An El Paso, Texas, congregation that spearheaded a campaign to recall the city’s mayor and two city council members has been found guilty of violating state election law.
The political saga started last summer when Pastor Tom Brown of Word of Life Church issued a politically charged email to the community. Brown, who sent the email through his Tom Brown Ministries, attacked El Paso Mayor John Cook and El Paso City Council Members Steve Ortega and Susie Byrd because the three voted to extend health care benefits to domestic partners.
Brown then joined forces with a group called El Pasoans for Trad¬i¬tional Family Values (EPFTFV) and announced he would recall Cook, Ortega and Byrd. His ministry’s website posted an “Open Letter to City Council” that said in part, “If you are up¬set at this action and would like to sign and/or circulate a recall petition against Mayor John Cook and Rep¬resen¬tatives Susie Byrd and Steve Or¬tega, then fill out the form below. Share this page with your friends and get them to fill out the form. Thanks.”
Brown’s church and ministry organized and coordinated the recall campaign, taking the lead role in circulating petitions. The congregation gathered enough signatures to put the matter on the ballot, but Brown overlooked one thing: Texas election laws prohibit corporations (which includes non-profit groups) from intervening in elections.
Cook sued to stop the election.
County Court Judge Javier Alvarez initially ruled that the church and EPFTFV had broken the law, but he refused to stop the election, arguing it would thwart the will of the people. On appeal, the Texas 8th Court of Appeals rejected Alvarez’s reasoning. Ruling unanimously, the court criticized Alvarez and made it clear that the state’s laws must be enforced.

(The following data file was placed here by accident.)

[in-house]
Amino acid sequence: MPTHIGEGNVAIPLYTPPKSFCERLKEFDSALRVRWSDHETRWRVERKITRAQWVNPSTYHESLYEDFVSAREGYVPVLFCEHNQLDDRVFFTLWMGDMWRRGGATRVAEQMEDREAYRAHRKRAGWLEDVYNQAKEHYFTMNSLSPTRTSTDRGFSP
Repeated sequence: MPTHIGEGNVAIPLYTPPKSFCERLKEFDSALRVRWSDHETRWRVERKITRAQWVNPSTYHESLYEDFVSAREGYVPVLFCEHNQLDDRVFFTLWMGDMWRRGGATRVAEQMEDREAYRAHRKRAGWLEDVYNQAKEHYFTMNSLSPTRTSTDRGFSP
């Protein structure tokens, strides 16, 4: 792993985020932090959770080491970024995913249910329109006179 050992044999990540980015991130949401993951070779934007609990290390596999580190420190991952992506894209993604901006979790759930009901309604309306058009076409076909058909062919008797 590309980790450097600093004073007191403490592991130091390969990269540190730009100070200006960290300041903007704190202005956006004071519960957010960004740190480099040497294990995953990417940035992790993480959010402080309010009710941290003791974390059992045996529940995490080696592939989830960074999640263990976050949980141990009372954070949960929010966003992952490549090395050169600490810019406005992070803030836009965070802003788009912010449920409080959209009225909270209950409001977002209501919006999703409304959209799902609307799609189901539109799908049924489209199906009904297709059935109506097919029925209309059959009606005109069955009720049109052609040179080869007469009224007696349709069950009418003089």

“It is essential to the independence of the judiciary and public confidence in the judicial process that a judge be faithful to the law and not be swayed by public clamor or fear of criticism,” the panel held.
The Alliance Defense Fund (ADF), a Religious Right legal organization founded by television and radio preachers in the early 1990s, jumped into the case on behalf of Brown’s church. Joel Oster, the ADF attorney who handled the lawsuit, refused to comment after the ruling.
Brown attacked the appeals court and has vowed to appeal to the Texas Supreme Court, but Mark Walker, Cook’s attorney, thinks it’s unlikely that the state high court will hear the matter.
Brown’s troubles may not be over. He could get slapped with a bill for Cook’s legal fees, which have topped a quarter of a million dollars. Furthermore, violations of the Texas election law can result in criminal penalties. Jaime Esparza, the local district attorney, is investigating that aspect of things.
Finally, Americans United last year asked the Internal Revenue Service to investigate Brown’s partisan political activities and, if he is found in violation of the law, to revoke his ministry’s tax-exempt status.